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For most of my life, shopaholic is a label I would have happily applied to myself. Shopping has always been a happy place for me. I have sought solace in the late night opening hours of Oxford Street’s shops after a tough day at work. I have laughed uncontrollably trying on ridiculous outfits while meandering the shops with friends on Saturday afternoons. I have felt a rush of delight at finding the perfect outfit for a friend’s wedding.
Despite the joy I have derived from shopping in the past, I have recently been on a journey which has left me ill at ease with my shopping and fast fashion habit. It is a journey I would like to share.
We used to have two fashion seasons a year: spring/summer and autumn/winter. Now the top high street brands introduce new collections weekly and often have daily drops of new products. Despite there being fewer than 8 billion people on the planet, it is estimated that we produced 150 billion new garments globally last year. In the UK we purchase 38 million new garments every week. This is what we mean when we talk about fast fashion.
There have been elements of the fashion industry, such as the treatment of garment workers globally, with which we have all likely been uncomfortable for some time. If a shop on the British high street is charging a tenner for a dress, it is difficult to see how the workers in that supply chain can have been properly compensated for their work.
This was certainly one of the first issues which started to tweak my conscience and dampen any joy that finding a ‘bargain’ might otherwise bring.
I still wanted to shop though, so I avoided the cheapest shops on the high street and my guilt about the ethics of fast fashion lessened.
But then the concern over the proliferation of our use of plastic started to garner headlines. Were all these synthetic fabrics we were clothing ourselves in equivalent to plastic, destined to pile up in landfill and remain there for centuries? Indeed, the recent trend for faux fur started to cause me particular angst. As I saw rail after rail of brightly coloured faux fur coats in the post-Christmas sales, I couldn’t help think about the article I read which suggested that polyester, which typically makes up faux fur, could take anywhere from 500 – 1,000 years to biodegrade!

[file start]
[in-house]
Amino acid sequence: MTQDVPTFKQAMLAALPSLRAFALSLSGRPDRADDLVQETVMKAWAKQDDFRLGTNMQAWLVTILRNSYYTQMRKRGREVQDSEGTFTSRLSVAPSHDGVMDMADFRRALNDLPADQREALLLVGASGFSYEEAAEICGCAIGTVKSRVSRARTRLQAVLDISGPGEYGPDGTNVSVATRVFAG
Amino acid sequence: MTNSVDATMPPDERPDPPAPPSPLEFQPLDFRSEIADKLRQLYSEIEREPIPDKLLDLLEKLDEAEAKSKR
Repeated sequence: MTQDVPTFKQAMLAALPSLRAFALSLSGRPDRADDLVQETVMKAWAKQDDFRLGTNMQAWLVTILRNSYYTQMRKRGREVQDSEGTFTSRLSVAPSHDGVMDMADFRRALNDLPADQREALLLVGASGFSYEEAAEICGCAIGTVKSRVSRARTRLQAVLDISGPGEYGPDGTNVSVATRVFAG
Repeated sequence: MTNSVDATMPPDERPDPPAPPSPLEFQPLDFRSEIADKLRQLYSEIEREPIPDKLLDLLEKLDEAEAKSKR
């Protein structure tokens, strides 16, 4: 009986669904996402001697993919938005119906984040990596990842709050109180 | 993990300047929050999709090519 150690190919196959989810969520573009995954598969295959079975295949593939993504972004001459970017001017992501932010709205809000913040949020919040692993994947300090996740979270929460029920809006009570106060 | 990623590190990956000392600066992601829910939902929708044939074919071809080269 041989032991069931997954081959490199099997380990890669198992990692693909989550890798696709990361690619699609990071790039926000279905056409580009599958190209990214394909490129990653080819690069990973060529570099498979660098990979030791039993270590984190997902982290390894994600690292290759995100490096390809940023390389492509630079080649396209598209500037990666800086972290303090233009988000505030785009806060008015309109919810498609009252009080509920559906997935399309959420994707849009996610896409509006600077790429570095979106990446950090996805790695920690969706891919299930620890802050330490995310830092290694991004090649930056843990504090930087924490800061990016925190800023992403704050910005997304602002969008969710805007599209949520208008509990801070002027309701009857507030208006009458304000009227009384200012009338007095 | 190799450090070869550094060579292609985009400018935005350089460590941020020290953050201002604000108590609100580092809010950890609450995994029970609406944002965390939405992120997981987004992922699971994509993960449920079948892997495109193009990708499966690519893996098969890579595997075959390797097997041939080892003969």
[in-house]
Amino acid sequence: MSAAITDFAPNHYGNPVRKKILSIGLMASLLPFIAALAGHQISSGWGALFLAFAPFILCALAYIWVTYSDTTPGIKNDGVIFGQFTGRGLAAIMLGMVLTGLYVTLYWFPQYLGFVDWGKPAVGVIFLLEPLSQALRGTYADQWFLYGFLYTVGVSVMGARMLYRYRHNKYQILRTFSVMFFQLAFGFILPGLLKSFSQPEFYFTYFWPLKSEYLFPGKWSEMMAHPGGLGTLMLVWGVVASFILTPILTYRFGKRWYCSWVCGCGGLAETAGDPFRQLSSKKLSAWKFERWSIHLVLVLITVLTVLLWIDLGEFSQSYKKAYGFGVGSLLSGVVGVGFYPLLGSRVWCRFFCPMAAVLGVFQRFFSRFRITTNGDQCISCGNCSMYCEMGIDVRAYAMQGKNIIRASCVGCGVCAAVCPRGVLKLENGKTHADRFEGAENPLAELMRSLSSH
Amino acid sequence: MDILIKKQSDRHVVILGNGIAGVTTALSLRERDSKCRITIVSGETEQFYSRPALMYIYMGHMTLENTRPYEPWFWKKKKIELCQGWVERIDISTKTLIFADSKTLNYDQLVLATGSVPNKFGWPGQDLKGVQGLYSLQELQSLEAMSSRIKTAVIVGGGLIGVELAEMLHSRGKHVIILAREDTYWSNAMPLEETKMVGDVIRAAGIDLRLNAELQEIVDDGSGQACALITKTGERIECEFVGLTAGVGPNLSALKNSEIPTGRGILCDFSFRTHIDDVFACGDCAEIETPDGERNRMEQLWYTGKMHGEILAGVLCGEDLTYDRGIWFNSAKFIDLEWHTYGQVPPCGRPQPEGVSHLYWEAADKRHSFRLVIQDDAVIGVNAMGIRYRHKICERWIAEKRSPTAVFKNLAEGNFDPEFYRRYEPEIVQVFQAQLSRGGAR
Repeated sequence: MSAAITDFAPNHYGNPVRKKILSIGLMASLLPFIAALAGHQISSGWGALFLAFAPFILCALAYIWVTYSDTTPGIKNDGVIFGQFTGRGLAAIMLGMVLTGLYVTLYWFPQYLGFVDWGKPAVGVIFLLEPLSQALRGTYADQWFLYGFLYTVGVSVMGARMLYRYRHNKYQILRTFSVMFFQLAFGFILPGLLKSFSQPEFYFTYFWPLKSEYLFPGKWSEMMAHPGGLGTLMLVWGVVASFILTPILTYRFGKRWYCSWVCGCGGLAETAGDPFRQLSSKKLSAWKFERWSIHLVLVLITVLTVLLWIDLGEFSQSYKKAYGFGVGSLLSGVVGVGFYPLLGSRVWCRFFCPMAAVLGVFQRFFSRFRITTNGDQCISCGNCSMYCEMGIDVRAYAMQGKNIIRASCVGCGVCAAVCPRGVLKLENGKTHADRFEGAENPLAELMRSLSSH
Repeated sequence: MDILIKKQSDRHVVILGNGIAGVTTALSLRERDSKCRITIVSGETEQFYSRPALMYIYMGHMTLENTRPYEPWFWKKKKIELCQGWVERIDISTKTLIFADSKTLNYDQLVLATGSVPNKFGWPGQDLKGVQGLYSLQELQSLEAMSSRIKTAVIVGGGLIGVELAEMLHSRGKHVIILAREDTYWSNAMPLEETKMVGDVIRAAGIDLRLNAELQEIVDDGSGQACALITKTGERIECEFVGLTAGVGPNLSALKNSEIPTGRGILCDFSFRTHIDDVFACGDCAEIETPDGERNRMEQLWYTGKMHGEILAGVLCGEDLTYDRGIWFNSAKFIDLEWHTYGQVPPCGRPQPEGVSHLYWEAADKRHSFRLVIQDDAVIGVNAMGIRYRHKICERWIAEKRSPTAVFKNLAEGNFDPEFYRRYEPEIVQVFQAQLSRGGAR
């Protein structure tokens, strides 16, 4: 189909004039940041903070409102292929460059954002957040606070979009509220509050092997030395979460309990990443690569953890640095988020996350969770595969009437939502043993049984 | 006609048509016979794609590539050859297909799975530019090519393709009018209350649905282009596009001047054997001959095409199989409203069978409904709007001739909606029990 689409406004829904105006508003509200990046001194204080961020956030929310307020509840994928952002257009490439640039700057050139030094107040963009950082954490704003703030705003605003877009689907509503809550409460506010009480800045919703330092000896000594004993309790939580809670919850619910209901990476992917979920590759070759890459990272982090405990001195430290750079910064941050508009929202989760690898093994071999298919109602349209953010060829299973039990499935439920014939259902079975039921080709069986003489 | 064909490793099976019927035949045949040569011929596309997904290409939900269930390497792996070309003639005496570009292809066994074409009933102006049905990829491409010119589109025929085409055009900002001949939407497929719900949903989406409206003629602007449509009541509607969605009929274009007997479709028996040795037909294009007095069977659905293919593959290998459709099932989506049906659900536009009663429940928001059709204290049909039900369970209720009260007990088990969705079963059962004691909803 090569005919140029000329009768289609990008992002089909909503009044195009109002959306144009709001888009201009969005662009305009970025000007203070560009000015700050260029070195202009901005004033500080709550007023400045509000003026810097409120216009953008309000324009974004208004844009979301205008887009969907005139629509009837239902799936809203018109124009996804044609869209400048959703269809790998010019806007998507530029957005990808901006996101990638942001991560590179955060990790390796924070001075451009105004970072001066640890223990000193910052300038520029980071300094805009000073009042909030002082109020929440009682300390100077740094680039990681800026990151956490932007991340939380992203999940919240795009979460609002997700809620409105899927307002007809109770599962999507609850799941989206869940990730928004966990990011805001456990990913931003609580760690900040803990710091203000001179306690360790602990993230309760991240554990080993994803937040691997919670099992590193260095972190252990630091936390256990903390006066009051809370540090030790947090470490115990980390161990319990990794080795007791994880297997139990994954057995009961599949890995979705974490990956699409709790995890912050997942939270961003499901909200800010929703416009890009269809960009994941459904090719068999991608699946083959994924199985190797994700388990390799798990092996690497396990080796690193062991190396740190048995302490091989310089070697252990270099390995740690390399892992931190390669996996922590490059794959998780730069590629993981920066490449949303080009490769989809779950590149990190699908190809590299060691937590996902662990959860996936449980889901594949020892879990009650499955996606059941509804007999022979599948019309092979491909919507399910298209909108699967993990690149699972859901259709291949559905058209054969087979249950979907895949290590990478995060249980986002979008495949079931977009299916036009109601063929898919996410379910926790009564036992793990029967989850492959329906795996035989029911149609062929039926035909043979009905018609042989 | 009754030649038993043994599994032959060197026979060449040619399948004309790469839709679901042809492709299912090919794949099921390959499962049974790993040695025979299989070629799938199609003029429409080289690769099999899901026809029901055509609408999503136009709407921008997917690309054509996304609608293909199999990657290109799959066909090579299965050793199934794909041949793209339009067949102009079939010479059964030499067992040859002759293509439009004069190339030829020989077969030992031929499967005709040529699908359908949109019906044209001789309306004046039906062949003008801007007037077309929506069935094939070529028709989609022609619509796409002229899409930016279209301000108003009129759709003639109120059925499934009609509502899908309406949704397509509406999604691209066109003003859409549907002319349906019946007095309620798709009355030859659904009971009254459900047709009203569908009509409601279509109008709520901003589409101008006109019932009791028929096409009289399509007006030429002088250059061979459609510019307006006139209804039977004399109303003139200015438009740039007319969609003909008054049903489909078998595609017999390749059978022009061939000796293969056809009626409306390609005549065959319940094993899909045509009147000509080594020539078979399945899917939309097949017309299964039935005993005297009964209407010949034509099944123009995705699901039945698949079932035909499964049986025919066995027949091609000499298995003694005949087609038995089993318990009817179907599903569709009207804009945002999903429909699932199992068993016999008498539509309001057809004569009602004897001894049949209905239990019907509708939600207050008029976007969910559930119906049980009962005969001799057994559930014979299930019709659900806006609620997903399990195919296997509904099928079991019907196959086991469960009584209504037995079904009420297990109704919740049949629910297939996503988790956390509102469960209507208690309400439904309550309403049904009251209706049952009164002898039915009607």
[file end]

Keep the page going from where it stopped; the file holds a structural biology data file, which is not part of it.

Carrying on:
I had already resolved to stop buying bottled water, so wasn’t it hypocritical of me to blithely buy lots of clothes that would long outlive me on the planet? I also started understanding the impact that microplastics are having on our oceans. These fibres are released into the environment every time we wash clothing made of synthetic fibres.
So I then started worrying again about how much clothing I was accumulating and where it would go when I was finished with it. But at least I could still enjoy purchasing clothes made of natural fibres, right?
Well no - Stacey Dooley and a very worthwhile BBC documentary quickly cured me of that delusion.
As well as educating me that fashion is the second most toxic industry on the planet, ranking only after the fossil fuel industry, I also learnt of the devastating impact cotton production has had on water supplies as producers try to keep up with the insatiable desire for more and more garments. Cotton is an incredibly water intensive crop and over production of it in Central Asia led the Aral Sea, once the fourth largest lake in the world, to completely dry up. So, overconsumption of natural fibres was clearly no longer an option either.
So, we have established there are serious ethical and sustainability questions surrounding our current consumption of fashion. Are there realistic steps we can take to make a difference? Is it still possible to indulge a love of fashion without forsaking our love of the planet?
Happily the answer is yes! I am certainly not perfect, still learning and still fighting a regular compulsion to shop, but I have found the following really helpful in my efforts to change –
There are some great slow and sustainable fashion resources which can help inform your shopping, remind you why you might not need a new outfit for that party on Saturday night and help you to find ways to appease your desire for new threads (hello swap shops!).
Overcoming a lifetime of shopping habits in a culture where people are increasingly wary to even be seen multiple times in the same outfit on social media requires a real change of mind-set. While this shift in mind-set is a challenge, the benefits– to your bank balance, your wardrobe space and most importantly, to the planet – make it a change worth making and one this former shopaholic will continue working on personally and championing publicly.
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